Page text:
Class 10 History Chapter 4 Extra Questions and Answers covered all the topics explained in The age of Industrialisation. The chapter begins with a discussion about the world’s scenario before the industrial revolution and how did it gradually move towards industrialisation. The next section throws light on the labour requirements and working conditions during the age of industrialisation. The next section describes the process of industrialisation in European colonies, particularly India. It describes how the industrialisation process impacted the domestic industry and the workers. The following section also explains the process of spread and proliferation of industries, particularly the textile industries, in India, and the groups who financed it. The following section deals with the peculiarities of industrial growth in India. The chapter ends with a discussion about the use of advertisement to promote the sale of industrial goods.
Class 10 History Chapter 4 Extra Questions are Answered in detail by our team of experts which includes teachers and professionals. These solutions have been compiled in an easy to understand manner, keeping in mind, the perspective of strong, and weak students. We are providing NCERT Solutions for Class 10 all subjects which can be accessed by clicking here.
Class 10 History Chapter 4 Extra Questions and Answers – Very Short : 1-2 Marks
Ques.1: Who created the cotton mill?
Ans.1: Richard Arkwright
Ques.2: Who invented the steam engine? Who modified and patented it? Who manufactured the new model?
Ans.2: The steam engine was invented by Newcomen. James Watt modified and patented it in the year 1781, and Mathew Boulton manufactured the new model.
Ques.3: Who were gomasthas?
Ans.3: Gomasthas were the paid servants of the British who supervised weavers, examined the quality of cloth and collected supplies.
Ques.4: Name a few entrepreneurs who built industrial enterprises in India.
Ans.4: A few successful entrepreneurs who built industrial enterprises in India were:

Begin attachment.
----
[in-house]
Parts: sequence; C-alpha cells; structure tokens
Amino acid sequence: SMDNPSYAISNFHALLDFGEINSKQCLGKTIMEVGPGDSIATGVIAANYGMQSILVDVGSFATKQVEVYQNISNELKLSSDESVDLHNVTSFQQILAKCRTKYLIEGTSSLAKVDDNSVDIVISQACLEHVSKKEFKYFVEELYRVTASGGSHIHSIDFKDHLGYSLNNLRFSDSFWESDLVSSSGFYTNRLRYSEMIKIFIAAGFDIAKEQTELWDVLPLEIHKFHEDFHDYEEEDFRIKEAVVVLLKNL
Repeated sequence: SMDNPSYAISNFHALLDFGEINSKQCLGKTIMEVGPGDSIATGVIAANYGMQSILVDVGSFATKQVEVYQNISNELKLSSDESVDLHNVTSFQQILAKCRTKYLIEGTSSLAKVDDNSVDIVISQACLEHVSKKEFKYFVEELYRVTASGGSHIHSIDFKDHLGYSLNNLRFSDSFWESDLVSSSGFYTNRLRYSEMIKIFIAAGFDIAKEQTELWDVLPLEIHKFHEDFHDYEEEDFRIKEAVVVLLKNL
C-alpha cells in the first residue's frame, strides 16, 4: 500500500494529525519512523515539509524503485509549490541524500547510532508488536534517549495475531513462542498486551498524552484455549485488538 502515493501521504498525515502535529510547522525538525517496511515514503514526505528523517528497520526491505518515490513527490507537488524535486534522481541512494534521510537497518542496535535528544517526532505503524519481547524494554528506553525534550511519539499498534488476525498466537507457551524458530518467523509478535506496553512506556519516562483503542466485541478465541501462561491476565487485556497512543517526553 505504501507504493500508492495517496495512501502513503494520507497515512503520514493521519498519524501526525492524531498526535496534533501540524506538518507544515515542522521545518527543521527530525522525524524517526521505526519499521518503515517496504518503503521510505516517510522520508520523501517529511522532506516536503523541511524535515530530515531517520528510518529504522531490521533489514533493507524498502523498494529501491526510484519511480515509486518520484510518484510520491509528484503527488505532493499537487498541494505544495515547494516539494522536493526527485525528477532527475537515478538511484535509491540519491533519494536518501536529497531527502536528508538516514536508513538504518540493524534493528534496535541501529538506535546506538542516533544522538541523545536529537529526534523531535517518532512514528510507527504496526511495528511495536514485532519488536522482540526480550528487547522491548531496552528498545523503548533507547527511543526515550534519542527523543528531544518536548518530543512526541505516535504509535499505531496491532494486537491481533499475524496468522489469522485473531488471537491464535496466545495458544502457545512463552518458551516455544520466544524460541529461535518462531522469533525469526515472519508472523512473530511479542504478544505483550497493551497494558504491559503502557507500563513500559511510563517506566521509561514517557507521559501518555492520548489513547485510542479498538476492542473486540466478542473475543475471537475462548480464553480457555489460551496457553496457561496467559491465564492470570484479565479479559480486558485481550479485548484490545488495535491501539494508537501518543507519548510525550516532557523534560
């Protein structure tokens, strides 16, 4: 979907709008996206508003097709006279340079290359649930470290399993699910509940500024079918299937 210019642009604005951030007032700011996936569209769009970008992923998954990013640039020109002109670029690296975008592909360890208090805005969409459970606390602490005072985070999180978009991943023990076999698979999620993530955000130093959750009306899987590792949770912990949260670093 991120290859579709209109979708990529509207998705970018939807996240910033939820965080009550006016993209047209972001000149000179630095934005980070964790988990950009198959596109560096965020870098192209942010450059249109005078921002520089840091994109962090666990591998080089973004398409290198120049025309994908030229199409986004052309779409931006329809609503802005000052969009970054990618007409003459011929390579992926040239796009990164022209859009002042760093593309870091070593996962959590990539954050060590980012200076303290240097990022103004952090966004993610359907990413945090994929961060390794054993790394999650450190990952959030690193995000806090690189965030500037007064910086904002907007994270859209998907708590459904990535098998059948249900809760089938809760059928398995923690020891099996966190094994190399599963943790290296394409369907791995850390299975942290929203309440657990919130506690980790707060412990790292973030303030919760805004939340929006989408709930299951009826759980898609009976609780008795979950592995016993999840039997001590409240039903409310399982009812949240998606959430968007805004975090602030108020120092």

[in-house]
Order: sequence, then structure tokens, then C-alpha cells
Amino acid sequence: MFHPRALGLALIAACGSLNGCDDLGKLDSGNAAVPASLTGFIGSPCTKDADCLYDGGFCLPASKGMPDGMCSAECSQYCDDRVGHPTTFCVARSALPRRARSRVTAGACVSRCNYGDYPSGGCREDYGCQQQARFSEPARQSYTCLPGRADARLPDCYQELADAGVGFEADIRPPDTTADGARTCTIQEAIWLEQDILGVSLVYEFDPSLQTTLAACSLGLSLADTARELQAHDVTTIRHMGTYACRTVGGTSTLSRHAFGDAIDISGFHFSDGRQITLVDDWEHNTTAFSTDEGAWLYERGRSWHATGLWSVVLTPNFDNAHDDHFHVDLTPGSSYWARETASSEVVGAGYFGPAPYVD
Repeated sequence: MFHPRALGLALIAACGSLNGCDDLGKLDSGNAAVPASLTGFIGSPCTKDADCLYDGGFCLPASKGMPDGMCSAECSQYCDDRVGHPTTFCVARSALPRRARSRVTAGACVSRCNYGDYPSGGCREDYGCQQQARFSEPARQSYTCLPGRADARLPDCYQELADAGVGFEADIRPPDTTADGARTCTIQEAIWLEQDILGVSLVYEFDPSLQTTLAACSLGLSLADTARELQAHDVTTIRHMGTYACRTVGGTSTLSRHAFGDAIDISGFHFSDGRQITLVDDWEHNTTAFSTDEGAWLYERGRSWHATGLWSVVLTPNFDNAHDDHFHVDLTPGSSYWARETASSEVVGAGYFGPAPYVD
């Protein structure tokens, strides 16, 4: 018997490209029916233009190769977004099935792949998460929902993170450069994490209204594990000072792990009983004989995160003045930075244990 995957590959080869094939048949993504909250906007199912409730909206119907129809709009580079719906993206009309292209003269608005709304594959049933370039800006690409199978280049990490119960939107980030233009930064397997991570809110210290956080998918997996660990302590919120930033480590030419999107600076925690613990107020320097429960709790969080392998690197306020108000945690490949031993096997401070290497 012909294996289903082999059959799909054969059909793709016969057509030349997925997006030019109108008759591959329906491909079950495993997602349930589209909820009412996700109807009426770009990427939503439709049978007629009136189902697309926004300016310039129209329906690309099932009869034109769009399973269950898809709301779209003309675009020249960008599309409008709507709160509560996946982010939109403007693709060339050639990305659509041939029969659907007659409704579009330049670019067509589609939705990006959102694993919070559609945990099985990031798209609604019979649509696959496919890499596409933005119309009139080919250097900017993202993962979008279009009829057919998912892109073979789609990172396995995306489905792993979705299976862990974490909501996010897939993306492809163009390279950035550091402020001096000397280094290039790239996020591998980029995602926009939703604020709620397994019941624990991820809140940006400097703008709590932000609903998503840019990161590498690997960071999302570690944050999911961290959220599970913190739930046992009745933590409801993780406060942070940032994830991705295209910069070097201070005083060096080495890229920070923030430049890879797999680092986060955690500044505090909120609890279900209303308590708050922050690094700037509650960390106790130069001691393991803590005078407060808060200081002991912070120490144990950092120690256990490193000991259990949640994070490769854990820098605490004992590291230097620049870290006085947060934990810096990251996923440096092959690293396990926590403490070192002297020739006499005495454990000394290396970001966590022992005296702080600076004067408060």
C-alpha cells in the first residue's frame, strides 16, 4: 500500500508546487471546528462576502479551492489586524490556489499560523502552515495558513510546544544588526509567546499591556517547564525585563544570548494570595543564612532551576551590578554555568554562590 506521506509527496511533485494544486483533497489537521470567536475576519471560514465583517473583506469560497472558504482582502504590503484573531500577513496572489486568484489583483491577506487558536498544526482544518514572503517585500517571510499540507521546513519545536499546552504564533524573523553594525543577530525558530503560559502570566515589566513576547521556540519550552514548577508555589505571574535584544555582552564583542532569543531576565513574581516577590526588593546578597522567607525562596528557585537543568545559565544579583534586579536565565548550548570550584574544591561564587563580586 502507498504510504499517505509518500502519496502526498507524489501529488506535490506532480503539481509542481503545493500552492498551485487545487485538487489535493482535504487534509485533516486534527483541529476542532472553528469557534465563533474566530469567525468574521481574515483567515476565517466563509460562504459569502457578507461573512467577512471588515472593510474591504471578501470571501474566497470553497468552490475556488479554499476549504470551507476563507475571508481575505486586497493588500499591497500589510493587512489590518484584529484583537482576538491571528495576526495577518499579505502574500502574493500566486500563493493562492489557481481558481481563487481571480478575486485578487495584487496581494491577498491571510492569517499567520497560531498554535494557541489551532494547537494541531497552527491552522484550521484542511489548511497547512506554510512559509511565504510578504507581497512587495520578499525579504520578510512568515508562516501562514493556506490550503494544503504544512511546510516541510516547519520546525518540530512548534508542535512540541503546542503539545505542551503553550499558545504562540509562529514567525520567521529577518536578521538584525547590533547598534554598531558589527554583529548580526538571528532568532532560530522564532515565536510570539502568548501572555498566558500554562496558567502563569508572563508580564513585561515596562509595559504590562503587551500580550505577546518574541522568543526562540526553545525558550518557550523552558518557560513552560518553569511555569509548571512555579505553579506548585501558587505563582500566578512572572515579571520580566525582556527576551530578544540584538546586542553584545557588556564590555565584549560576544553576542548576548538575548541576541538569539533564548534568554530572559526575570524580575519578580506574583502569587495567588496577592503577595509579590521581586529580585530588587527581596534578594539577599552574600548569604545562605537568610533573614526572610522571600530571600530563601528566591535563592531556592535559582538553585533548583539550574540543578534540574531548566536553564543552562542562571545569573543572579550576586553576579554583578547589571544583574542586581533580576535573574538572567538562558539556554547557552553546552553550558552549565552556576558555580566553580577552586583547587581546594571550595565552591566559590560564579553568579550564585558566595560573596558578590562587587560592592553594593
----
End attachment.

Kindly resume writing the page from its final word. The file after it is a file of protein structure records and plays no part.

a) Dwarkanath Tagore
b) Dinshaw Petit
c) Jamsetjee Nusserwanjee Tata
d) Seth Hukumchand
Ques.5: Name the popular European Managing Agencies.
Ans.5: The popular European Managing Agencies were:
a) Bird Heiglers & Co.
b) Andrew Yule
c) Jardine Skinner & Co.
Ques.6: When, where and by whom was the first jute mill of India set up?
Ans.6:The first jute mill in India was set up in Calcutta in 1917, by Seth Hukumchand.
Class 10 History Chapter 4 Extra Questions and Answers – Short Answer : 2-4 Marks
Ques.1: Why was it difficult for new merchants to set up business in towns?
Ans.1: It was difficult for the new merchants to set up new businesses in towns because:
a) Trade guilds and urban crafts in towns were strongly established.
b) These guilds composed of producers who controlled production, regulated competition, and restricted other people from entering the trade.
c) These guilds were also granted monopoly rights for trading purposes by the rulers.
Ques.2: How did proto-industrialisation supplement the shrinking income of poor peasants?
Ans.2: After the colonization of India, the open fields and farms that were once cultivated by peasants began disappearing. As a result, the peasants and collectors now had to look for alternative sources of income. Thus, they began working for merchants. They cultivated small plots of land and also worked for the merchants where their entire family labour was utilized. Thus, proto-industrialisation supplemented the shrinking income of poor peasants.
Ques.3: Discuss how the advent of technology changed the process of cotton textile production.
Ans.3: The introduction of technology and machinery transformed the process of cotton textile production in the following ways:
a) With the introduction of new machines, the process of textile production was made more efficient, with an increase in the output per worker, along with the production of stronger threads and yarn.
b) Following this was the creation of a cotton mill. This helped in organizing the process of textile production under one roof. The mechanization of the process became easier and more and more mills were set up gradually.
c) This transformed the English landscape which over the time period had become closely associated with the factories.
Ques.4: How was industrialisation in Britain affected by labour availability? How was the situation in America different?
Ans.4: During industrialisation, Britain did not face any major labour shortage and peasants and artisans from the countryside used to migrate to cities in search of better jobs and livelihood. This large supply of labour led to reduction in wages which was beneficial for the factory owners. This prevented mechanization of the factories as the owners thought that it would increase the cost of production as the machines were expensive and as an alternative, there was easy availability of cheap labour. Also, industries like bookbinding, Christmas-related industries that were seasonal, preferred hand labour over machines. Moreover, in nineteenth-century Europe, demands for intricately designed, hand made goods was high as they symbolized class and refinement.
However, in countries like America where there was an extreme shortage of labour, mechanical power was put to use quickly and widely so that human labour scarcity could be compensated.
Ques.5: Describe the life of workers in the nineteenth century.